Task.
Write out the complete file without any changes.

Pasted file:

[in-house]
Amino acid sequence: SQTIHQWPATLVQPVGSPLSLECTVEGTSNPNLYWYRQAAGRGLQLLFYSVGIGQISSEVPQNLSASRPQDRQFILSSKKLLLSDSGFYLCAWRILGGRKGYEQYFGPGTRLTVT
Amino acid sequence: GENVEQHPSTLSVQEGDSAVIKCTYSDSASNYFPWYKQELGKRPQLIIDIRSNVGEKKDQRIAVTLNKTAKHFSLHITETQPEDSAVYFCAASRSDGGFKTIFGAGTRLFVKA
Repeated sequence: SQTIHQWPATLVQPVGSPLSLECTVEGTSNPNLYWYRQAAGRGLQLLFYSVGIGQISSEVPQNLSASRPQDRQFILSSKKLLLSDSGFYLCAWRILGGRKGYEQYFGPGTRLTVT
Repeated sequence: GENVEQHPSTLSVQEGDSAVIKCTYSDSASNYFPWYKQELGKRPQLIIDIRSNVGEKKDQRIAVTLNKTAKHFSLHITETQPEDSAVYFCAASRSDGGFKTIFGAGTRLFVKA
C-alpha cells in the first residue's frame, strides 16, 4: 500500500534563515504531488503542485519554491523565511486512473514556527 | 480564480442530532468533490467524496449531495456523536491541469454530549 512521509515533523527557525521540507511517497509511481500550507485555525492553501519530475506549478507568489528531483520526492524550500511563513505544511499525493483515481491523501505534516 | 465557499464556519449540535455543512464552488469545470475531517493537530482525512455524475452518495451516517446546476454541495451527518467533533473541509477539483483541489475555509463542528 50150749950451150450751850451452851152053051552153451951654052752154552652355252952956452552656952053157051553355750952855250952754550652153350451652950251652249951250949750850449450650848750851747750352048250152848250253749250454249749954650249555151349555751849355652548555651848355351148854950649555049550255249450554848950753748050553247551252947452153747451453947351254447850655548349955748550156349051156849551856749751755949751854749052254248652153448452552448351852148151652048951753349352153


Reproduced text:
[in-house]
Amino acid sequence: SQTIHQWPATLVQPVGSPLSLECTVEGTSNPNLYWYRQAAGRGLQLLFYSVGIGQISSEVPQNLSASRPQDRQFILSSKKLLLSDSGFYLCAWRILGGRKGYEQYFGPGTRLTVT
Amino acid sequence: GENVEQHPSTLSVQEGDSAVIKCTYSDSASNYFPWYKQELGKRPQLIIDIRSNVGEKKDQRIAVTLNKTAKHFSLHITETQPEDSAVYFCAASRSDGGFKTIFGAGTRLFVKA
Repeated sequence: SQTIHQWPATLVQPVGSPLSLECTVEGTSNPNLYWYRQAAGRGLQLLFYSVGIGQISSEVPQNLSASRPQDRQFILSSKKLLLSDSGFYLCAWRILGGRKGYEQYFGPGTRLTVT
Repeated sequence: GENVEQHPSTLSVQEGDSAVIKCTYSDSASNYFPWYKQELGKRPQLIIDIRSNVGEKKDQRIAVTLNKTAKHFSLHITETQPEDSAVYFCAASRSDGGFKTIFGAGTRLFVKA
C-alpha cells in the first residue's frame, strides 16, 4: 500500500534563515504531488503542485519554491523565511486512473514556527 | 480564480442530532468533490467524496449531495456523536491541469454530549 512521509515533523527557525521540507511517497509511481500550507485555525492553501519530475506549478507568489528531483520526492524550500511563513505544511499525493483515481491523501505534516 | 465557499464556519449540535455543512464552488469545470475531517493537530482525512455524475452518495451516517446546476454541495451527518467533533473541509477539483483541489475555509463542528 50150749950451150450751850451452851152053051552153451951654052752154552652355252952956452552656952053157051553355750952855250952754550652153350451652950251652249951250949750850449450650848750851747750352048250152848250253749250454249749954650249555151349555751849355652548555651848355351148854950649555049550255249450554848950753748050553247551252947452153747451453947351254447850655548349955748550156349051156849551856749751755949751854749052254248652153448452552448351852148151652048951753349352153